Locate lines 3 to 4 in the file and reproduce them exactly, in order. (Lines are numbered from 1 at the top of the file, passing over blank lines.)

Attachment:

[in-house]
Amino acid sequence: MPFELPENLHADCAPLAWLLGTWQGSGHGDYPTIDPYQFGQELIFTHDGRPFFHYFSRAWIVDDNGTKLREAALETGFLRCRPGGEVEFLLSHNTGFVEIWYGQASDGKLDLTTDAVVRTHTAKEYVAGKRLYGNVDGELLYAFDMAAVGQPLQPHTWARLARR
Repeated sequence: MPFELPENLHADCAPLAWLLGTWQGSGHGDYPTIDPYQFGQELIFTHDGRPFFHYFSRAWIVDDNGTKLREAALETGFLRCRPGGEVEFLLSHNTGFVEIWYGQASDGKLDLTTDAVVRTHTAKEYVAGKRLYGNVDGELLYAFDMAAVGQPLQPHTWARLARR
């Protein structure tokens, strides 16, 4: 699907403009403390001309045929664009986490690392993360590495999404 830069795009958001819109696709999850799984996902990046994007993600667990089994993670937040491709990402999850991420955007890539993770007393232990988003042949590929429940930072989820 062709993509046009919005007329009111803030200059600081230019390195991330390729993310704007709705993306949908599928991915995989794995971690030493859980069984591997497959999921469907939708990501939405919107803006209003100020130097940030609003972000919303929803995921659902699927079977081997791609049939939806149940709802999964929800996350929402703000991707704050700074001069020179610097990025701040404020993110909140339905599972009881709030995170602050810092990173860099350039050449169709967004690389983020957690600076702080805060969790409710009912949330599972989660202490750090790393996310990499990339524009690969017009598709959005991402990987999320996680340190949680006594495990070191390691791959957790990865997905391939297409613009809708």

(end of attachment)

Repeated sequence: MPFELPENLHADCAPLAWLLGTWQGSGHGDYPTIDPYQFGQELIFTHDGRPFFHYFSRAWIVDDNGTKLREAALETGFLRCRPGGEVEFLLSHNTGFVEIWYGQASDGKLDLTTDAVVRTHTAKEYVAGKRLYGNVDGELLYAFDMAAVGQPLQPHTWARLARR
């Protein structure tokens, strides 16, 4: 699907403009403390001309045929664009986490690392993360590495999404 830069795009958001819109696709999850799984996902990046994007993600667990089994993670937040491709990402999850991420955007890539993770007393232990988003042949590929429940930072989820 062709993509046009919005007329009111803030200059600081230019390195991330390729993310704007709705993306949908599928991915995989794995971690030493859980069984591997497959999921469907939708990501939405919107803006209003100020130097940030609003972000919303929803995921659902699927079977081997791609049939939806149940709802999964929800996350929402703000991707704050700074001069020179610097990025701040404020993110909140339905599972009881709030995170602050810092990173860099350039050449169709967004690389983020957690600076702080805060969790409710009912949330599972989660202490750090790393996310990499990339524009690969017009598709959005991402990987999320996680340190949680006594495990070191390691791959957790990865997905391939297409613009809708």